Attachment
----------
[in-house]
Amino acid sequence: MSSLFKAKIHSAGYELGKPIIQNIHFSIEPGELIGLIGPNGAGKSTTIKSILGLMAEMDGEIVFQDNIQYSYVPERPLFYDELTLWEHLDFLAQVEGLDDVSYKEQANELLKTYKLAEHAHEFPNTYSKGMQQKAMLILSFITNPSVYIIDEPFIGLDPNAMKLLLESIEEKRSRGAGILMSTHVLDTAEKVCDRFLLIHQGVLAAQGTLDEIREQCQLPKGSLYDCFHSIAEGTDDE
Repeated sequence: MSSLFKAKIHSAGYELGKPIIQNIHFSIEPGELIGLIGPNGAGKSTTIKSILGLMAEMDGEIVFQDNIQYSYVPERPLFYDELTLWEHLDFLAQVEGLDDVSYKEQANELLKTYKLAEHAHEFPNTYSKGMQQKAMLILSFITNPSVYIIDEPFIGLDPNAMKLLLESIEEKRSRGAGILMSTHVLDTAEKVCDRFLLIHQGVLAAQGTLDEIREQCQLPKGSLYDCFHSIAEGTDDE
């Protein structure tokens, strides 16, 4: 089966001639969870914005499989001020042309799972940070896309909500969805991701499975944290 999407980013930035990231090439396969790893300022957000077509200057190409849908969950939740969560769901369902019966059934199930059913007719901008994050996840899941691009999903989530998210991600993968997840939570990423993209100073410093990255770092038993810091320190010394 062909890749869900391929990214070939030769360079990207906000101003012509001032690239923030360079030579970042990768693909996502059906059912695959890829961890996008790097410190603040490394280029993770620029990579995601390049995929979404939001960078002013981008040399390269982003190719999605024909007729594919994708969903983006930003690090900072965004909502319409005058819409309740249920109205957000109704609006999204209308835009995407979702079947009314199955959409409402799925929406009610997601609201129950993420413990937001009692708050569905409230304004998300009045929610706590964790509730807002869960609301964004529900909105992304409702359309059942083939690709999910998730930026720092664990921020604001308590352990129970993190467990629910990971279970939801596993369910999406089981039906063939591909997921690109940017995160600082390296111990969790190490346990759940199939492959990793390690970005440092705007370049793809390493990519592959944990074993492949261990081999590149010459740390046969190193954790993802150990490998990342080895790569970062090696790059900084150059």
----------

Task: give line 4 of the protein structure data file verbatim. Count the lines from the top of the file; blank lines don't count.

């Protein structure tokens, strides 16, 4: 089966001639969870914005499989001020042309799972940070896309909500969805991701499975944290 999407980013930035990231090439396969790893300022957000077509200057190409849908969950939740969560769901369902019966059934199930059913007719901008994050996840899941691009999903989530998210991600993968997840939570990423993209100073410093990255770092038993810091320190010394 062909890749869900391929990214070939030769360079990207906000101003012509001032690239923030360079030579970042990768693909996502059906059912695959890829961890996008790097410190603040490394280029993770620029990579995601390049995929979404939001960078002013981008040399390269982003190719999605024909007729594919994708969903983006930003690090900072965004909502319409005058819409309740249920109205957000109704609006999204209308835009995407979702079947009314199955959409409402799925929406009610997601609201129950993420413990937001009692708050569905409230304004998300009045929610706590964790509730807002869960609301964004529900909105992304409702359309059942083939690709999910998730930026720092664990921020604001308590352990129970993190467990629910990971279970939801596993369910999406089981039906063939591909997921690109940017995160600082390296111990969790190490346990759940199939492959990793390690970005440092705007370049793809390493990519592959944990074993492949261990081999590149010459740390046969190193954790993802150990490998990342080895790569970062090696790059900084150059």